This need not be so. For other protected classes, the FHA has been used creatively and at times aggressively both to root out discrete discriminatory policies and to attack regional patterns of inequality in housing. Courts have struck down large-lot zoning as racially exclusionary, along with a wide array of facially neutral lending and insurance underwriting standards.23×23. Stacy E. Seicshnaydre, Is Disparate Impact Having Any Impact? An Appellate Analysis of Forty Years of Disparate Impact Claims Under the Fair Housing Act, 63 Am. U. L. Rev. 357, 364–72 (2013). Orthodox Jews have successfully attacked zoning codes burdening the construction of second kitchens needed to keep kosher.24×24. Yeshiva Chofetz Chaim Radin, Inc. v. Village of New Hempstead, 98 F. Supp. 2d 347, 355 (S.D.N.Y. 2000). In its constrained use, sex stands out among the FHA’s protected classes. Yet nothing in the FHA’s text or legislative history requires that sex be treated differently from race, religion, or other protected classes. No intervening judicial precedent or HUD action has indicated otherwise. Legally, the FHA addresses each protected class in essentially the same way.25×25. There are certain class-specific provisions of the FHA, such as the “reasonable accommodation” provisions for disability discrimination, but those are not at issue here. 42 U.S.C. § 3604(f)(3); see also id. § 3607 (providing exceptions for religious organizations, private clubs, and senior housing). The Fair Housing Act is broader than its mandate to dismantle racial segregation and could be broader still if fully applied to sex, as this Article demonstrates. The same kind of wide-ranging impact suits brought by racial or religious minorities are available for men or women who are harmed by the policies of their state or local government, their homeowners’ association, or their landlord. And while the integrationist goals traditionally at the heart of fair housing have little direct applicability to sex discrimination — men and women not only live in the same neighborhoods as each other, they live in the same homes — the Fair Housing Act leaves room for an expanded conceptualization of fair housing, one that encompasses sex discrimination.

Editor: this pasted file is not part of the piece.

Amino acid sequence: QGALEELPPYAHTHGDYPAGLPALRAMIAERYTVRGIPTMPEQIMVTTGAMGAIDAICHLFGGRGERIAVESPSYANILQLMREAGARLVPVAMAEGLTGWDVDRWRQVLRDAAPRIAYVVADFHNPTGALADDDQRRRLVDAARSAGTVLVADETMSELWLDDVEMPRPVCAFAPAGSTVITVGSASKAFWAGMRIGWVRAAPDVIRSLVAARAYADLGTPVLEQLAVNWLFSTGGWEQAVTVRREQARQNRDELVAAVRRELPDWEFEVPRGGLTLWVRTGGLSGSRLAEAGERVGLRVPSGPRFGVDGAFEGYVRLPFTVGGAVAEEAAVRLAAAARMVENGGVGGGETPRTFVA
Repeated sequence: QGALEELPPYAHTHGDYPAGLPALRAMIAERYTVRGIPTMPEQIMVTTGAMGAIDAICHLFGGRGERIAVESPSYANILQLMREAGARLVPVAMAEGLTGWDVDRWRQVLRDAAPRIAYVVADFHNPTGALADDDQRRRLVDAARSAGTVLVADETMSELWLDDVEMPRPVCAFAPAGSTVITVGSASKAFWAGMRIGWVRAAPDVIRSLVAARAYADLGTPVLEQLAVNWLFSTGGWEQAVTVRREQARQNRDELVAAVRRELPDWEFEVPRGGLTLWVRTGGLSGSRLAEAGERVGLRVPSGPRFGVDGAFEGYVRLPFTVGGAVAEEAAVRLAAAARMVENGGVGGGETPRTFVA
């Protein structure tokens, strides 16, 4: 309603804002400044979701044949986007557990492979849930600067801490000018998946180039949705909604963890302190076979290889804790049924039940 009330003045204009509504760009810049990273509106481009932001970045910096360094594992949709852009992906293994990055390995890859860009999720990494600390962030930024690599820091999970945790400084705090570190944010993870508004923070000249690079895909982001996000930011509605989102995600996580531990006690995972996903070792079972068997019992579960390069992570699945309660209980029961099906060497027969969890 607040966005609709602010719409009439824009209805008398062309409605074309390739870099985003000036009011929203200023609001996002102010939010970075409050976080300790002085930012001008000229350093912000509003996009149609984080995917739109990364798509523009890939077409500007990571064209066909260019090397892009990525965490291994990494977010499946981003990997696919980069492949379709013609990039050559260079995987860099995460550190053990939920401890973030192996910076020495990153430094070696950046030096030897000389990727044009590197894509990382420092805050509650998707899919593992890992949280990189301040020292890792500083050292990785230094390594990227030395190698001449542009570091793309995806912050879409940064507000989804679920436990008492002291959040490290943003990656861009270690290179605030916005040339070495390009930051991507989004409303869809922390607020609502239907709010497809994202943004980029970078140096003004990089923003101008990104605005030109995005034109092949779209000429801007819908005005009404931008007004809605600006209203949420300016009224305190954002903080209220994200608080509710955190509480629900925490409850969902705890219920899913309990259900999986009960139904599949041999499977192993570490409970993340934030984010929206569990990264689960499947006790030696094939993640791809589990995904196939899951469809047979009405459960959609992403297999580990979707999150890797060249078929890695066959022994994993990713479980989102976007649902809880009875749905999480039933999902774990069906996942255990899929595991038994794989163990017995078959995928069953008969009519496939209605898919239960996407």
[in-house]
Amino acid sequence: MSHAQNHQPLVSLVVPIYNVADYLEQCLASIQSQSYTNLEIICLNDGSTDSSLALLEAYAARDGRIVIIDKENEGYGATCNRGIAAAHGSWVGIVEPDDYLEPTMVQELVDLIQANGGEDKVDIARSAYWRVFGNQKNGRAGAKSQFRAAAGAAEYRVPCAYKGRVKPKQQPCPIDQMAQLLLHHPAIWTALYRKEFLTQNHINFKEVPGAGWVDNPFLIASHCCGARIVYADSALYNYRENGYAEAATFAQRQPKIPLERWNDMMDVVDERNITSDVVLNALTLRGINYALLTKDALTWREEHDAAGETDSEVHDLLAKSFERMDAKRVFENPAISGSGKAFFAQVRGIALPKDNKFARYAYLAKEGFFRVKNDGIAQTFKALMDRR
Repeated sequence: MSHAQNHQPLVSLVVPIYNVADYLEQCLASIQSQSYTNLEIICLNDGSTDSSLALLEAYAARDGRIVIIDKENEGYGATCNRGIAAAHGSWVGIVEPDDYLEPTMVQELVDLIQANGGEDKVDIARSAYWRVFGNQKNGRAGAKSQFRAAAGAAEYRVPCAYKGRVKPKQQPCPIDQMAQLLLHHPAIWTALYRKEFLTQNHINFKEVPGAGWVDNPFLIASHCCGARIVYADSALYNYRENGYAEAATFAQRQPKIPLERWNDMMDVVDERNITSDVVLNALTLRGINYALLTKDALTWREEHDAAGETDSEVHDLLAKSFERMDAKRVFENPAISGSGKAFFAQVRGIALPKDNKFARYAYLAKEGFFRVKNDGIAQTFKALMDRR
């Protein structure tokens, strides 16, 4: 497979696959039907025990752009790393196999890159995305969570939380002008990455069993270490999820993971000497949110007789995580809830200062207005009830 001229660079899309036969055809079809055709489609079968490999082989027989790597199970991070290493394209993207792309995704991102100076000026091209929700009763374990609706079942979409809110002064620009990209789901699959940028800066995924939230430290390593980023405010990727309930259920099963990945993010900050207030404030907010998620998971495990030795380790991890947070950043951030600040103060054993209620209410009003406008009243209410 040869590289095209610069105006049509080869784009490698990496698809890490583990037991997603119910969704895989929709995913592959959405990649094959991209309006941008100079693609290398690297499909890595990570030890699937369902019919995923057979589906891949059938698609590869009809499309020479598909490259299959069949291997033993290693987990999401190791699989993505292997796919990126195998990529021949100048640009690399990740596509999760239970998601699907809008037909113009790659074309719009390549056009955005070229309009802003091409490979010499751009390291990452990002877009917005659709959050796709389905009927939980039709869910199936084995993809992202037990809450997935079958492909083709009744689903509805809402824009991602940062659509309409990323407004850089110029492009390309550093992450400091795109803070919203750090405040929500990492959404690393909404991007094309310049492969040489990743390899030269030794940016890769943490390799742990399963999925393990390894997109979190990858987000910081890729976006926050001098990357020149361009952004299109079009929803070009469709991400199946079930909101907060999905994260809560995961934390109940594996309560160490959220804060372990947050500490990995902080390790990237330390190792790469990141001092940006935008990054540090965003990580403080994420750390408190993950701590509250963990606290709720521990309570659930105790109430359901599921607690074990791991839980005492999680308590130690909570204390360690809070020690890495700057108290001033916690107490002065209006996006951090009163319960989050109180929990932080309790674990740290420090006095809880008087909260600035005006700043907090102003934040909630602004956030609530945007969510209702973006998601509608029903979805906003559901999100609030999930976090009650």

This Article builds toward that new understanding through an examination of three specific areas where the Fair Housing Act already allows for new structural sex discrimination claims. These examples are meant to be illustrative, not exhaustive: to serve as sites for examining the variety of roles sex plays in land use planning and might play in fair housing law, not to lay out a roadmap for a systematic litigation campaign nor to suggest these are the three most urgent issues of sex discrimination in housing. Accordingly, this Article focuses on claims where, at least to some extent, a distinct effect of sex can be recognized apart from other bases of discrimination. Some gender disparities in housing are primarily statistical artifacts of discrimination against other protected classes — particularly family status, which the Fair Housing Act defines as the presence in the household of children under eighteen years old.26×26. 42 U.S.C. § 3602(k). Women appear no more likely to be evicted than men after controlling for variables like the presence of children, for example.27×27. Matthew Desmond & Carl Gershenson, Who Gets Evicted? Assessing Individual, Neighborhood, and Network Factors, 62 Soc. Sci. Rsch. 362, 372 (2017). Such disparities are critical for understanding the gendered experience of the housing market, but poorer starting points for describing how sex discrimination shapes the housing market and how the law might respond.28×28. For similar reasons, this Article focuses on cisgender men and women and heterosexual couples, even as gay, transgender, and gender nonconforming people face significant housing challenges. Joseph J. Railey, Married on Sunday, Evicted on Monday: Interpreting the Fair Housing Act’s Prohibition of Discrimination “Because of Sex” to Include Sexual Orientation and Gender Identity, 36–37 Buff. Pub. Int. L.J. 99, 102–03 (2017–2019) (describing high rates of youth homelessness among LGBTQ teens and strong evidence of discrimination in rental process). In light of the Supreme Court’s recent decision in Bostock v. Clayton County, 140 S. Ct. 1731 (2020), it seems likely that prohibitions on discrimination “because of sex” apply to discrimination against LGBTQ people under the Fair Housing Act, just as they do under Title VII. See Quid Pro Quo and Hostile Environment Harassment and Liability for Discriminatory Housing Practices Under the Fair Housing Act, 81 Fed. Reg. 63,054, 63,058–59 (Sept. 14, 2016) (reaffirming HUD’s position that the FHA “prohibits discrimination because of gender identity,” id. at 63,058, based on reasoning similar to Bostock’s). But for now, this Article aims to start with a fuller conceptualization of the meaning of “sex” in fair housing law in better-established contexts.